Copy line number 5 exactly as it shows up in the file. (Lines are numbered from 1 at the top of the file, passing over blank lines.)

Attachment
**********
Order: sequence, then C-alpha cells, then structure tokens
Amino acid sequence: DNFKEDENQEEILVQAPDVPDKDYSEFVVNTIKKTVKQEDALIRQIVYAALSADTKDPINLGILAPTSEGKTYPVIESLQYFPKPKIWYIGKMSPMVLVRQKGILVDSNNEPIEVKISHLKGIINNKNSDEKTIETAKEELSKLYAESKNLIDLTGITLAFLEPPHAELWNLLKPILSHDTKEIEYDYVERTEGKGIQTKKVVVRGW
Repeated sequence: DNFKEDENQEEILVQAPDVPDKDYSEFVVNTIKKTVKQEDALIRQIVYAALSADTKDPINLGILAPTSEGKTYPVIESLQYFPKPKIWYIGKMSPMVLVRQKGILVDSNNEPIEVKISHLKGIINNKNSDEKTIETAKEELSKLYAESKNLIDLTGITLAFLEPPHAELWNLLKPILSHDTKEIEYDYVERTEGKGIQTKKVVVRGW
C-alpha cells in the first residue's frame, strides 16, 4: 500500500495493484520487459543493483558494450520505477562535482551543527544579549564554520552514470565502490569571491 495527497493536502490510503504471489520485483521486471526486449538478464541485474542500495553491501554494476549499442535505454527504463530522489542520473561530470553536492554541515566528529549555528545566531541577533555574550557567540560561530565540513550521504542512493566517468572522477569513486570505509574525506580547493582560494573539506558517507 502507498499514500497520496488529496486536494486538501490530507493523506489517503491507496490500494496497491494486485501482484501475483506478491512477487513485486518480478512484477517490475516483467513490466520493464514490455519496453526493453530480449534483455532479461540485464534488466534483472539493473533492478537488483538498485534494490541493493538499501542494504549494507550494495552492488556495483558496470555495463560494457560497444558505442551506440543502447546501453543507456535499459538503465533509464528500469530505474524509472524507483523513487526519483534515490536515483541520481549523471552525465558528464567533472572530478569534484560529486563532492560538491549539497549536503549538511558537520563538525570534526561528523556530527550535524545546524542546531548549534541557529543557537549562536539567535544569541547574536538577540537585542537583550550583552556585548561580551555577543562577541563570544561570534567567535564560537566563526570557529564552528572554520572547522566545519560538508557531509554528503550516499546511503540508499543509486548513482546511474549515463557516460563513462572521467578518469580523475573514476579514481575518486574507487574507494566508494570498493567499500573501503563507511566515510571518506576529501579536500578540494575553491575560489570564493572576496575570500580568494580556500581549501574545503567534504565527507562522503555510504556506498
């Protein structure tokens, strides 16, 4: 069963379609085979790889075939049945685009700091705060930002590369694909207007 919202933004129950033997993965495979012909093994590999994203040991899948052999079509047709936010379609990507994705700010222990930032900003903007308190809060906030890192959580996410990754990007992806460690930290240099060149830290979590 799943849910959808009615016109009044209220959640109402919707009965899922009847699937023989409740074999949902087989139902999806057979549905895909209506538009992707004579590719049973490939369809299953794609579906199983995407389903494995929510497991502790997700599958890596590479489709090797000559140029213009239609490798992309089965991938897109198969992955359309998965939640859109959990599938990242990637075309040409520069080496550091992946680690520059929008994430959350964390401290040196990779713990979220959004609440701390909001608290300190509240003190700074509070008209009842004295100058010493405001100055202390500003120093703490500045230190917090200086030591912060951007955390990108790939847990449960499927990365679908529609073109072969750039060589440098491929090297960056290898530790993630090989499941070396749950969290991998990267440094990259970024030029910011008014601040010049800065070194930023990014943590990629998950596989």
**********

């Protein structure tokens, strides 16, 4: 069963379609085979790889075939049945685009700091705060930002590369694909207007 919202933004129950033997993965495979012909093994590999994203040991899948052999079509047709936010379609990507994705700010222990930032900003903007308190809060906030890192959580996410990754990007992806460690930290240099060149830290979590 799943849910959808009615016109009044209220959640109402919707009965899922009847699937023989409740074999949902087989139902999806057979549905895909209506538009992707004579590719049973490939369809299953794609579906199983995407389903494995929510497991502790997700599958890596590479489709090797000559140029213009239609490798992309089965991938897109198969992955359309998965939640859109959990599938990242990637075309040409520069080496550091992946680690520059929008994430959350964390401290040196990779713990979220959004609440701390909001608290300190509240003190700074509070008209009842004295100058010493405001100055202390500003120093703490500045230190917090200086030591912060951007955390990108790939847990449960499927990365679908529609073109072969750039060589440098491929090297960056290898530790993630090989499941070396749950969290991998990267440094990259970024030029910011008014601040010049800065070194930023990014943590990629998950596989």